”The emphasis of the hybrid model is also on the feasibility of the technical, digital and ergonomic solutions. All of these aspects must be secured both at the office and remote workplaces,” Jaatila adds.
Putting work and free time to perfect balance
The working environment is all more important a part of organisational strategy, and the efficient use of office spaces and flexible solutions already are the present-day standard. NCC’s new building project Fredriksberg is a good example of this, since it offers the Spacecent space-sharing platform to the tenants, so they can maximise the utilisation rate of their office spaces.
According to the questionnaires, the respondents greatly appreciated the employer taking on a holistic approach to supporting wellness. OOPS is an example of our projects where special augments are made on matters of job well-being, while at We Land in Ruoholahti the core idea is to develop an entirely new service concept and community spirit.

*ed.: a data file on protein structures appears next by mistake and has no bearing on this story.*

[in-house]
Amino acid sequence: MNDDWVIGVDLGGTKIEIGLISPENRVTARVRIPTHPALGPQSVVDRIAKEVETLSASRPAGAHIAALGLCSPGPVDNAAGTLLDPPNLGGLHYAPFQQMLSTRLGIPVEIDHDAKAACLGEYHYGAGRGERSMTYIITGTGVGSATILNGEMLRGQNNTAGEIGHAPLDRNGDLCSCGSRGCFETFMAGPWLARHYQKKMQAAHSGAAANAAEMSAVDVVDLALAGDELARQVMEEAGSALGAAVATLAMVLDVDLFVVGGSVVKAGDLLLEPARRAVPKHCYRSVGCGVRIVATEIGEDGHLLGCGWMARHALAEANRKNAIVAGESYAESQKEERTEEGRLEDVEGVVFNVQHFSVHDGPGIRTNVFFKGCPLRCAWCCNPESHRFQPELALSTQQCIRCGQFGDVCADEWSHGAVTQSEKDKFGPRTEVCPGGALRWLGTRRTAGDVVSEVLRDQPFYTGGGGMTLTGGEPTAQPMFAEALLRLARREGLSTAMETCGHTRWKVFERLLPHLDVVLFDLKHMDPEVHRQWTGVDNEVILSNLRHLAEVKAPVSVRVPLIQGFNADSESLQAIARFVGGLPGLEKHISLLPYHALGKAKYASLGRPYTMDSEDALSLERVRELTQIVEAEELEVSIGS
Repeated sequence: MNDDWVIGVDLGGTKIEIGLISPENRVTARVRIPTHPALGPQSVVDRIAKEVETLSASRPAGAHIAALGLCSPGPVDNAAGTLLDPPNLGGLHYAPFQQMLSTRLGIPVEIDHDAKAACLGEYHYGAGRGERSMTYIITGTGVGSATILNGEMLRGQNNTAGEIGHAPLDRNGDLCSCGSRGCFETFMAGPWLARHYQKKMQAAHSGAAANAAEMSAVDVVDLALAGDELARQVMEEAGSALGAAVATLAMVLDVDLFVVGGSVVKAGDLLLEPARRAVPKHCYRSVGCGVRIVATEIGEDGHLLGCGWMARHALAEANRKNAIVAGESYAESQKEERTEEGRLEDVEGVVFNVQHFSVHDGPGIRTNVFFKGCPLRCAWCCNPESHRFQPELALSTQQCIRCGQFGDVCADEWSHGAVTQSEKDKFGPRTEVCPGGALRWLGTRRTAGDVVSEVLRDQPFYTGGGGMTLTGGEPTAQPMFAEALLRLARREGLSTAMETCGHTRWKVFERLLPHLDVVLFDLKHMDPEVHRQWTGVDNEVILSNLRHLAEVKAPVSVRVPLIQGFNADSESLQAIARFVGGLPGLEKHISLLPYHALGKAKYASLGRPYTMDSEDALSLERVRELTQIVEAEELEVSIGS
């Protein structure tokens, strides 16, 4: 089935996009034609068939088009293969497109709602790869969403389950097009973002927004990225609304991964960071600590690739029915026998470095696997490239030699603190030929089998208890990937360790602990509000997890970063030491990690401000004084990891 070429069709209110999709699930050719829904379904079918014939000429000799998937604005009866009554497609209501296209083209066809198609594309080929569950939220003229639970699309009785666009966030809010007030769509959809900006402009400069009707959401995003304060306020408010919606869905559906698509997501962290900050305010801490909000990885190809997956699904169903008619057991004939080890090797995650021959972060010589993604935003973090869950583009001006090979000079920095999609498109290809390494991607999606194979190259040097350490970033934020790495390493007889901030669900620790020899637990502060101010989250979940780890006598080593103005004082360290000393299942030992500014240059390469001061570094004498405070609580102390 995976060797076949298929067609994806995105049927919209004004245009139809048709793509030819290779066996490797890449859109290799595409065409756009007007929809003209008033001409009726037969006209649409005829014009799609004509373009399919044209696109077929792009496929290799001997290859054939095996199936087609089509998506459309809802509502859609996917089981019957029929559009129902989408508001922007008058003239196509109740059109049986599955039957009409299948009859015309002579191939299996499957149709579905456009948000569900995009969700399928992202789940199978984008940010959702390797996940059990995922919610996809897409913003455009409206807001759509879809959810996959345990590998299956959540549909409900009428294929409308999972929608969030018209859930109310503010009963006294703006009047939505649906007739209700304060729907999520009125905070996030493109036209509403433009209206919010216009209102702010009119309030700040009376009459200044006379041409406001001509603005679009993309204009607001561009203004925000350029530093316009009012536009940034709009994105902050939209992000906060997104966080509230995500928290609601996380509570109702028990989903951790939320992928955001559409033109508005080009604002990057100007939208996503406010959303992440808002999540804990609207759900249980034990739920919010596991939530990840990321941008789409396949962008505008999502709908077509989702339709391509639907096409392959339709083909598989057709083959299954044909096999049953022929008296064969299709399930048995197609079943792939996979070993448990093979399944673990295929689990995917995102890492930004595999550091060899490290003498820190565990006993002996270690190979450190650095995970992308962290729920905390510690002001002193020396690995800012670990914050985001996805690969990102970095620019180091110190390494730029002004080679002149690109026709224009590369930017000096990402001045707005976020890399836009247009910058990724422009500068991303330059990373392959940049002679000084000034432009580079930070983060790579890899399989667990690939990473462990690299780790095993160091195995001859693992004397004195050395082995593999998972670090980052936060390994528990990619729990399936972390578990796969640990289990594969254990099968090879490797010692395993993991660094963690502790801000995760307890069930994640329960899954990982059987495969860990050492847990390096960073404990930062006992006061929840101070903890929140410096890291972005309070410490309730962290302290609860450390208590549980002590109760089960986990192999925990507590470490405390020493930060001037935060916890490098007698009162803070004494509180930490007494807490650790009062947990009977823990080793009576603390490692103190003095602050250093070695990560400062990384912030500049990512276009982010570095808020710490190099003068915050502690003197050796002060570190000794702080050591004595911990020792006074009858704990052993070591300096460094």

The Business Student Union’s building Kulma21 downtown Helsinki is a completely new story: it will be thoroughly renovated, restoring its former splendour, and re-opened as a handsome office building with flexible spaces for many different needs of business life.
”By choosing the right spaces, companies can make their personnel feel and work better, offering them multiple alternatives of working. The surveys suggest that even 72 per cent of the employees prefer good work-life balance to a large salary,” Jaatinen says.
The uncertainty that the future holds involves challenges, but it can also be seen as an opportunity. Summing it all up: could the hybrid model of the working life be regarded as a challenge or an opportunity?
”An opportunity,” Jaatinen smiles.
Sources of research: JLL property investment consultancy company, Deloitte expert organisation, Rune & Berg Design.
TOP 5 reasons to go to the office
- Sense of community, doing together
- Strengthening the team spirit
- Good feeling
- Versatile services, everyday comfort
- Overall work well-being